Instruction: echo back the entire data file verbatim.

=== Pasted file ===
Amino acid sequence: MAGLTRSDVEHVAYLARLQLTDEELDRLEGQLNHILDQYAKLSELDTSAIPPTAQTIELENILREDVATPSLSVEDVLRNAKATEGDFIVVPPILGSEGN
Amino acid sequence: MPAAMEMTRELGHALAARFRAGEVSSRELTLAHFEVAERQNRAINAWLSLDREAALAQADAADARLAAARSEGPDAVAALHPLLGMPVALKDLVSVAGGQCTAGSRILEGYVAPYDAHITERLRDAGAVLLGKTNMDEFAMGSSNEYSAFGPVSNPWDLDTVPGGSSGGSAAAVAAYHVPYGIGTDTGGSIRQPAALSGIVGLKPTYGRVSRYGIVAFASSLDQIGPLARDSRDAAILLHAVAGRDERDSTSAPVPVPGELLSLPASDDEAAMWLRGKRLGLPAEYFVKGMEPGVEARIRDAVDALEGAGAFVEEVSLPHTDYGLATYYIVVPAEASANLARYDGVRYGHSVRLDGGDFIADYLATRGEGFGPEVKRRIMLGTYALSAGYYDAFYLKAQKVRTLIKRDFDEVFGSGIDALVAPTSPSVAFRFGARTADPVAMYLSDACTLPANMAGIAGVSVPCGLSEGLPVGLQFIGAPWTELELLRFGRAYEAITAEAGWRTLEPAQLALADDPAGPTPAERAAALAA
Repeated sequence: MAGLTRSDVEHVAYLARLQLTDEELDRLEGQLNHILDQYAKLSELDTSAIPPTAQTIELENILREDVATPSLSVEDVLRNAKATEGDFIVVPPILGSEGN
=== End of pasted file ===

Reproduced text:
Amino acid sequence: MAGLTRSDVEHVAYLARLQLTDEELDRLEGQLNHILDQYAKLSELDTSAIPPTAQTIELENILREDVATPSLSVEDVLRNAKATEGDFIVVPPILGSEGN
Amino acid sequence: MPAAMEMTRELGHALAARFRAGEVSSRELTLAHFEVAERQNRAINAWLSLDREAALAQADAADARLAAARSEGPDAVAALHPLLGMPVALKDLVSVAGGQCTAGSRILEGYVAPYDAHITERLRDAGAVLLGKTNMDEFAMGSSNEYSAFGPVSNPWDLDTVPGGSSGGSAAAVAAYHVPYGIGTDTGGSIRQPAALSGIVGLKPTYGRVSRYGIVAFASSLDQIGPLARDSRDAAILLHAVAGRDERDSTSAPVPVPGELLSLPASDDEAAMWLRGKRLGLPAEYFVKGMEPGVEARIRDAVDALEGAGAFVEEVSLPHTDYGLATYYIVVPAEASANLARYDGVRYGHSVRLDGGDFIADYLATRGEGFGPEVKRRIMLGTYALSAGYYDAFYLKAQKVRTLIKRDFDEVFGSGIDALVAPTSPSVAFRFGARTADPVAMYLSDACTLPANMAGIAGVSVPCGLSEGLPVGLQFIGAPWTELELLRFGRAYEAITAEAGWRTLEPAQLALADDPAGPTPAERAAALAA
Repeated sequence: MAGLTRSDVEHVAYLARLQLTDEELDRLEGQLNHILDQYAKLSELDTSAIPPTAQTIELENILREDVATPSLSVEDVLRNAKATEGDFIVVPPILGSEGN